ICD-10 Diagnosis Code N13.71

Vesicoureteral-reflux without reflux nephropathy

Diagnosis Code N13.71

ICD-10: N13.71
Short Description: Vesicoureteral-reflux without reflux nephropathy
Long Description: Vesicoureteral-reflux without reflux nephropathy
This is the 2017 version of the ICD-10-CM diagnosis code N13.71

Valid for Submission
The code N13.71 is valid for submission for HIPAA-covered transactions.

Code Classification
  • Diseases of the genitourinary system (N00–N99)
    • Renal tubulo-interstitial diseases (N10-N16)
      • Obstructive and reflux uropathy (N13)

Information for Medical Professionals

Diagnostic Related Groups
The diagnosis code N13.71 is grouped in the following Diagnostic Related Group(s) (MS-DRG V34.0)

  • 698 - OTHER KIDNEY AND URINARY TRACT DIAGNOSES WITH MCC
  • 699 - OTHER KIDNEY AND URINARY TRACT DIAGNOSES WITH CC
  • 700 - OTHER KIDNEY AND URINARY TRACT DIAGNOSES WITHOUT CC/MCC

Convert to ICD-9 Additional informationCallout TooltipGeneral Equivalence Map
The ICD-10 and ICD-9 GEMs are used to facilitate linking between the diagnosis codes in ICD-9-CM and the new ICD-10-CM code set. The GEMs are the raw material from which providers, health information vendors and payers can derive specific applied mappings to meet their needs.

Synonyms
  • Secondary left vesicoureteral reflux grade 1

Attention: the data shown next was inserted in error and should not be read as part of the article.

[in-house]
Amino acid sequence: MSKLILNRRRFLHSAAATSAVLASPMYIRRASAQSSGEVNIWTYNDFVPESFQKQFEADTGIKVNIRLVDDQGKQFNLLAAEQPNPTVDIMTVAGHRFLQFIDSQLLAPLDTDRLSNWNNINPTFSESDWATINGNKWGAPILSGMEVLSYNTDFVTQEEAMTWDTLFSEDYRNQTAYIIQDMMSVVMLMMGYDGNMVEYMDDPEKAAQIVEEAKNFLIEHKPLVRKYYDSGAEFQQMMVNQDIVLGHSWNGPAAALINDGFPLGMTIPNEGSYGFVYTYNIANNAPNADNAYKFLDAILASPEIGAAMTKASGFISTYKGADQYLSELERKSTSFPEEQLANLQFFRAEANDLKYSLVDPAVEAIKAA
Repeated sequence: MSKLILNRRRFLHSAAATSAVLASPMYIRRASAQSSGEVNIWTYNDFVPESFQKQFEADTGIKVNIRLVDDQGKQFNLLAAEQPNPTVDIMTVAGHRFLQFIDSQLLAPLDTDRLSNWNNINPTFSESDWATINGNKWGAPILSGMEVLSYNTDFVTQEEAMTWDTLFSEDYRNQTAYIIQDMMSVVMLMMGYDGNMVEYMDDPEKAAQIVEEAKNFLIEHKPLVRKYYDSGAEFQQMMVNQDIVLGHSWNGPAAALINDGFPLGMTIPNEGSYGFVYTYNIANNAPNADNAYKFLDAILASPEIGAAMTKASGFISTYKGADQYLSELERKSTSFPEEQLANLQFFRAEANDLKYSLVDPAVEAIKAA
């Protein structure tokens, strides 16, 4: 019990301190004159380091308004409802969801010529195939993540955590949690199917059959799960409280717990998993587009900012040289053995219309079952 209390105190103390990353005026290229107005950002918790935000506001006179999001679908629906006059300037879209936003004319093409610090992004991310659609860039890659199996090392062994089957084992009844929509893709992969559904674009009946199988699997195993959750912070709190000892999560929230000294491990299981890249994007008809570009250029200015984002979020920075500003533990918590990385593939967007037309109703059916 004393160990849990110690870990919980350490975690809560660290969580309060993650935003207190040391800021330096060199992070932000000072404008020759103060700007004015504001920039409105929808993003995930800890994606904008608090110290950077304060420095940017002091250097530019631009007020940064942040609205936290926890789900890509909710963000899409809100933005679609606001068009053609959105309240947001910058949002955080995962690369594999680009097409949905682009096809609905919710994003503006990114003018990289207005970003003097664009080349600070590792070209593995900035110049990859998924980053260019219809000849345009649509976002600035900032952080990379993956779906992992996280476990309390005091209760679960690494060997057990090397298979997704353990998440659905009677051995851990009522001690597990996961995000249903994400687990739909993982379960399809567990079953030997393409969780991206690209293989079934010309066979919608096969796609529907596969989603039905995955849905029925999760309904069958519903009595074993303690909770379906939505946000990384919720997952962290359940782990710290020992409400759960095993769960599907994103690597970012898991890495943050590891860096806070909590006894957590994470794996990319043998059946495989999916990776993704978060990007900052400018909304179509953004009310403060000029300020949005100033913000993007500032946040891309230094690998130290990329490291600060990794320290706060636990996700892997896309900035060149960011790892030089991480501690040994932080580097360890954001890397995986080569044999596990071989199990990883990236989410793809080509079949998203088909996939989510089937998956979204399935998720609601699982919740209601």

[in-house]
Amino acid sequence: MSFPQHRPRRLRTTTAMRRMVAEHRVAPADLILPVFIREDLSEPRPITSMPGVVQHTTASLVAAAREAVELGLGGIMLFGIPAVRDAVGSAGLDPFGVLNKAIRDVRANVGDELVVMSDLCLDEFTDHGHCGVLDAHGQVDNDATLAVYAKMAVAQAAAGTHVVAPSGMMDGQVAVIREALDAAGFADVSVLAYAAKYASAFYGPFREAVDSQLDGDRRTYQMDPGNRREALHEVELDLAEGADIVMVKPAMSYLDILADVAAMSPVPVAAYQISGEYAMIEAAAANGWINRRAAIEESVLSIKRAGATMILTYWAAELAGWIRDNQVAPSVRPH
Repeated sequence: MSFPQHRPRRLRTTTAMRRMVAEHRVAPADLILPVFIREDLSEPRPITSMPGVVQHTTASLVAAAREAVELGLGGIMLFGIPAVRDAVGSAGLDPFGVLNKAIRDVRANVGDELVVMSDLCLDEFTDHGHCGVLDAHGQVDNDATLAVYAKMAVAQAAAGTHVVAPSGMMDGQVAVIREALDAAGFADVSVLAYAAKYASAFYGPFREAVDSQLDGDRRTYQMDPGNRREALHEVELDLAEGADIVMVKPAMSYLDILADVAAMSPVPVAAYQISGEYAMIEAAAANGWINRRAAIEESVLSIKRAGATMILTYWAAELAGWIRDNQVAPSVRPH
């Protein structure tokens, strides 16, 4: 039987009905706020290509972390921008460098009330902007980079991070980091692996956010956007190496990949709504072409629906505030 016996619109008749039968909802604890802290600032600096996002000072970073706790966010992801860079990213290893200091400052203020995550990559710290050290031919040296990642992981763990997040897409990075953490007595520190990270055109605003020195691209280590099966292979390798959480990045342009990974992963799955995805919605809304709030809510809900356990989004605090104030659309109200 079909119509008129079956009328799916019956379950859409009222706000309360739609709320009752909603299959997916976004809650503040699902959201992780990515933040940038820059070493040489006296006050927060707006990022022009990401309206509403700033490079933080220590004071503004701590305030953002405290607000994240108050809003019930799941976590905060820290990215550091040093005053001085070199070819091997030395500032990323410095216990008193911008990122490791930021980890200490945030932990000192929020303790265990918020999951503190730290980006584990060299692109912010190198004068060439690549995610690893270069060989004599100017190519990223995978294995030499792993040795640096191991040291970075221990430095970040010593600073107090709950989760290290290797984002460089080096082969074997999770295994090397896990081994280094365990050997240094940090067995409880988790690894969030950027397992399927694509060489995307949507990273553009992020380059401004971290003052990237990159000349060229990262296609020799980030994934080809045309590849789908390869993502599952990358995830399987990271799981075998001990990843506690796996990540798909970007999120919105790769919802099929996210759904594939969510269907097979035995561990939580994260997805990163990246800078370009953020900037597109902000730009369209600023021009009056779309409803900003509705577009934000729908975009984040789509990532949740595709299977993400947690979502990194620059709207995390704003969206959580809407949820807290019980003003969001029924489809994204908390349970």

• Secondary left vesicoureteral reflux grade 1 measured by radionuclide cystogram
  • Secondary left vesicoureteral reflux grade 1 measured by voiding urethrocytography
  • Secondary right vesicoureteral reflux grade 1
  • Secondary right vesicoureteral reflux grade 1 measured by radionuclide cystogram
  • Secondary right vesicoureteral reflux grade 1 measured by voiding urethrocystography
  • Vesicoureteral reflux without reflux nephropathy

Information for Patients


Ureteral Disorders

Your kidneys make urine by filtering wastes and extra water from your blood. The urine travels from the kidneys to the bladder in two thin tubes called ureters.

The ureters are about 8 to 10 inches long. Muscles in the ureter walls tighten and relax to force urine down and away from the kidneys. Small amounts of urine flow from the ureters into the bladder about every 10 to 15 seconds.

Sometimes the ureters can become blocked or injured. This can block the flow of urine to the bladder. If urine stands still or backs up the ureter, you may get a urinary tract infections.

Doctors diagnose problems with the ureters using different tests. These include urine tests, x-rays, and examination of the ureter with a scope called a cystoscope. Treatment depends on the cause of the problem. It may include medicines and, in severe cases, surgery.

NIH: National Institute of Diabetes and Digestive and Kidney Diseases

  • Injury - kidney and ureter
  • Retroperitoneal fibrosis
  • Ureteral retrograde brush biopsy
  • Ureterocele


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